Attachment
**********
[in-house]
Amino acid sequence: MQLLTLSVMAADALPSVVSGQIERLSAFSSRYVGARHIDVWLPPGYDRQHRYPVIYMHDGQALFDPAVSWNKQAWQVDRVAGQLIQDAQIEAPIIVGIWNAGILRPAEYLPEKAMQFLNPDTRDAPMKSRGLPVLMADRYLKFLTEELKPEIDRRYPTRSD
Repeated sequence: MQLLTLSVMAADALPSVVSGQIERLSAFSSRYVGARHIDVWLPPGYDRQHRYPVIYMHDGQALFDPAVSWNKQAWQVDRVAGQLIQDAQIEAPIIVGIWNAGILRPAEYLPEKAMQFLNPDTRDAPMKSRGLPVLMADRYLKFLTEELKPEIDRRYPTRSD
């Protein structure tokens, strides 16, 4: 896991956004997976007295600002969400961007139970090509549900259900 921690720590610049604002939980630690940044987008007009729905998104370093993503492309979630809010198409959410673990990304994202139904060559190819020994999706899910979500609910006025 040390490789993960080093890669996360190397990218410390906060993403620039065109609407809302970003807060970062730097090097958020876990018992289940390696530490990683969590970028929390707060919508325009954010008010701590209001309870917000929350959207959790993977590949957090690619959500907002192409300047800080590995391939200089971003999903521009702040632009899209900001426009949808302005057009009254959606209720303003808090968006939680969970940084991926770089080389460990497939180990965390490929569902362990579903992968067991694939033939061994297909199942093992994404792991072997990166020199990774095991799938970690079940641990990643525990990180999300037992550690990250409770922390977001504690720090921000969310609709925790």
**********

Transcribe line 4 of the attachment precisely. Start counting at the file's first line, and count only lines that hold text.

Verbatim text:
């Protein structure tokens, strides 16, 4: 896991956004997976007295600002969400961007139970090509549900259900 921690720590610049604002939980630690940044987008007009729905998104370093993503492309979630809010198409959410673990990304994202139904060559190819020994999706899910979500609910006025 040390490789993960080093890669996360190397990218410390906060993403620039065109609407809302970003807060970062730097090097958020876990018992289940390696530490990683969590970028929390707060919508325009954010008010701590209001309870917000929350959207959790993977590949957090690619959500907002192409300047800080590995391939200089971003999903521009702040632009899209900001426009949808302005057009009254959606209720303003808090968006939680969970940084991926770089080389460990497939180990965390490929569902362990579903992968067991694939033939061994297909199942093992994404792991072997990166020199990774095991799938970690079940641990990643525990990180999300037992550690990250409770922390977001504690720090921000969310609709925790």